Home » Brian Colombana: Why You Shouldn’t Pay Down Debt with Extra Income (I Used to Do It All the Time)

Brian Colombana: Why You Shouldn’t Pay Down Debt with Extra Income (I Used to Do It All the Time)

It can be a little scary to look at your net worth statement and see how much you owe explains Brian Colombana. It’s even scarier when you have negative net worth, as I did for a bit after grad school with my student loans at 7% interest.

Here is why you shouldn’t pay Down Debt with Extra Income:

  • I dropped out of the rat race in 2008-2009, living off of savings from my restaurant days before going back to graduate school. This allowed me to drop out of ‘the system’ with low overhead and no debt except minimal credit card debt which was paid off quickly. So it wasn’t until 2010 that I faced this big scary number again, but it wasn’t the one on my net worth statement that got me all fired up about paying down debt. At first, I just made the minimum payments on my credit card and student loans. However, after watching all of the ads about debt consolidation companies I realized that I could consolidate my credit card debt with them for somewhere around 4% interest (I can’t remember exactly what it was now), much lower than the ~13% I was paying at the time.
  • If you can borrow money at 4%, why would you put your extra income towards your high interest debt? Wouldn’t that be like throwing money away since you’re only paying 4% instead of 7-8+%? It doesn’t make sense right? At first glance, this is absolutely correct logic.
  • However, looking back to 2008-2009 I remember how awesome it to watch that number go down as I made those minimum payments. It was really motivating to see my progress as I watched it go from $30,000 down to around $20,000 then eventually down to the last payment which put me into a position that prevented me from going further into debt says Brian Colombana.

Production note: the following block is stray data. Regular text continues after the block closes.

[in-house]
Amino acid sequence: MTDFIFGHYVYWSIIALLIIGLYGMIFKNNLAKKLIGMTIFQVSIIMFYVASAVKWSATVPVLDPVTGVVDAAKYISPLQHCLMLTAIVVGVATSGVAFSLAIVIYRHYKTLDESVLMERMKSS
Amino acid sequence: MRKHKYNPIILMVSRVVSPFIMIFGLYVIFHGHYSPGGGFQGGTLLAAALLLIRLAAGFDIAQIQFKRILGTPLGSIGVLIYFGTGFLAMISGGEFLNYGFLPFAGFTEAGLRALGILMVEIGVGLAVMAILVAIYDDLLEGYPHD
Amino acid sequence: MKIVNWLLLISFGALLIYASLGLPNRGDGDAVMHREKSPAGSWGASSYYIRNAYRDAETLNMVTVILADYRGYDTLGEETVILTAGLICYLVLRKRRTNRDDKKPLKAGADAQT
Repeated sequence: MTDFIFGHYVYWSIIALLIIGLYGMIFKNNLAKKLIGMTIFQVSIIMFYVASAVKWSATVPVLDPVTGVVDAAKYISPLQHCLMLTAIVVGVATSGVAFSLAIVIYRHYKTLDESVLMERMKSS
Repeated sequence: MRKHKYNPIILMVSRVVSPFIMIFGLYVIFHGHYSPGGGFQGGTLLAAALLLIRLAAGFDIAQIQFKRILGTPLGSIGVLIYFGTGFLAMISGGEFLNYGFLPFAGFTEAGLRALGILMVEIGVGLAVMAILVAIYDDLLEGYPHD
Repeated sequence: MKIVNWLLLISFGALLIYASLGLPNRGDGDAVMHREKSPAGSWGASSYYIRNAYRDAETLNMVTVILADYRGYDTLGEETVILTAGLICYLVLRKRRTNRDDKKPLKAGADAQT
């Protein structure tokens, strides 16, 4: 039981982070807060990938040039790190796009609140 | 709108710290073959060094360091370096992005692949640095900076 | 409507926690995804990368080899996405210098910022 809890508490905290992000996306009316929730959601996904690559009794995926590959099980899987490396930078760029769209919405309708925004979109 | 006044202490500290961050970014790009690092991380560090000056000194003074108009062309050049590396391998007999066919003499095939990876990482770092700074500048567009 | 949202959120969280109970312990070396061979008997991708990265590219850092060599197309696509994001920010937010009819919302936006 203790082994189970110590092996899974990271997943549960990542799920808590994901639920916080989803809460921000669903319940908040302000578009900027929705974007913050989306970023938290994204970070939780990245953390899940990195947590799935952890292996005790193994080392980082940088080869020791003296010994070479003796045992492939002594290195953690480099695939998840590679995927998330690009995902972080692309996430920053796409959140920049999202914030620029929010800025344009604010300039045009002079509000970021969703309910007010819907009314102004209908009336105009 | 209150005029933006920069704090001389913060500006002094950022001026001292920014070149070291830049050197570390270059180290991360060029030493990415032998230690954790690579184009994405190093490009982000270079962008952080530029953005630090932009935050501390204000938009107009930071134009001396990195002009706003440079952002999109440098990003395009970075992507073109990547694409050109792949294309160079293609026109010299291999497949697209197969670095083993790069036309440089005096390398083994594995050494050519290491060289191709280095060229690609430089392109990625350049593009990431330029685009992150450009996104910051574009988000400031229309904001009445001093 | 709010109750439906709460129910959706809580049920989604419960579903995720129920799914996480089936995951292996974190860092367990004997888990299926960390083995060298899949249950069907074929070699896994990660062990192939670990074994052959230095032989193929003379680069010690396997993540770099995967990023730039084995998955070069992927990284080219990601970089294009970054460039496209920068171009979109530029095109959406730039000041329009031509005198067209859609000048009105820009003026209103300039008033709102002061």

• The key here is that I paid off the credit card because I was removing a positive item from my financial statement and didn’t have any more revolving balances. This lowered my overall interest rate, freeing up money for other things, and also boosted my net worth since all of the cards were now zeroed out. In essence, paying down negative-carrying assets creates equity in your life by reducing the balance owed on an asset* without damaging income potential.
  • In addition, I remember watching my bank account on payday and seeing the money just disappear on bills. This caused me to feel poor, which then caused me to want to spend more, at least that is how it happened for me every time. What if you could put some of that income towards paying down debt so your net worth goes up each day you are paying? Doesn’t this sound better than feeling poor with no chance of improving your financial position?
  • I decided to try this out by putting any extra income towards paying off the high interest credit card balance first. To this day this is still what I recommend people do with their paychecks. After all, who doesn’t want their money working for them 24/7 while they sleep instead of giving it to someone else? This may not work for everyone, but I was able to accelerate my credit card payoff by about 6 months.
  • As an interesting side note, once you stop making minimum payments on your credit cards they will start calling you every day wanting their money says Brian Colombana. Starting to make extra payments towards one credit card also decreases your overall available credit, which makes this annoying phone call even more frequent because it is now harder to ignore them since the balance is lower. I should have just kept all of those coins in a jar and rolled them when I got these calls! I consider credits as negative items on my financial statement that should be paid off first before any positive items are added back into the mix. You can read about how I rollover my credit card rewards in another article.


The main takeaway here is that you can leverage your money to be working for you while you sleep instead of giving it to someone else says Brian Colombana. If the interest rate on the loan is lower than the return rate on an investment you are better off taking out a loan and investing instead of just leaving your savings account dormant.